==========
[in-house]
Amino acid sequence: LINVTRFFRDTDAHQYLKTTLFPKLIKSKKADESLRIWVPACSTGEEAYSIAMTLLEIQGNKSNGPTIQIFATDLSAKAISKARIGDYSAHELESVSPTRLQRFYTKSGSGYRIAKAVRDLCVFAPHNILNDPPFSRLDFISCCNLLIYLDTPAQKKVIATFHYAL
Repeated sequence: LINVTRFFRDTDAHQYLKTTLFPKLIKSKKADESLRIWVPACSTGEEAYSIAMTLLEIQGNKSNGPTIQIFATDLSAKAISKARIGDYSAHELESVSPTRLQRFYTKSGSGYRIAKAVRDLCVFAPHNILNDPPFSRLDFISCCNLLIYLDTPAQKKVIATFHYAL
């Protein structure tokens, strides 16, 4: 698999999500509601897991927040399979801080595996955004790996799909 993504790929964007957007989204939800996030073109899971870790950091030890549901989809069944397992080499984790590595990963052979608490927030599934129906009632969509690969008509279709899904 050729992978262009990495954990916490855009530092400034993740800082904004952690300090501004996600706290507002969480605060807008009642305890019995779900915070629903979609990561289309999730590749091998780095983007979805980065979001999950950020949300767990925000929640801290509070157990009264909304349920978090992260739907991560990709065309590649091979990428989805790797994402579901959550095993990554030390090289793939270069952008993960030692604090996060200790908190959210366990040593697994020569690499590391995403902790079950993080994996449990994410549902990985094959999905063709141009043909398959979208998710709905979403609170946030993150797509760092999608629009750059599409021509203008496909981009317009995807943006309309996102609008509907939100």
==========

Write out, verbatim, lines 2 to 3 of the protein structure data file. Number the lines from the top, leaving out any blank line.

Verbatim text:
Amino acid sequence: LINVTRFFRDTDAHQYLKTTLFPKLIKSKKADESLRIWVPACSTGEEAYSIAMTLLEIQGNKSNGPTIQIFATDLSAKAISKARIGDYSAHELESVSPTRLQRFYTKSGSGYRIAKAVRDLCVFAPHNILNDPPFSRLDFISCCNLLIYLDTPAQKKVIATFHYAL
Repeated sequence: LINVTRFFRDTDAHQYLKTTLFPKLIKSKKADESLRIWVPACSTGEEAYSIAMTLLEIQGNKSNGPTIQIFATDLSAKAISKARIGDYSAHELESVSPTRLQRFYTKSGSGYRIAKAVRDLCVFAPHNILNDPPFSRLDFISCCNLLIYLDTPAQKKVIATFHYAL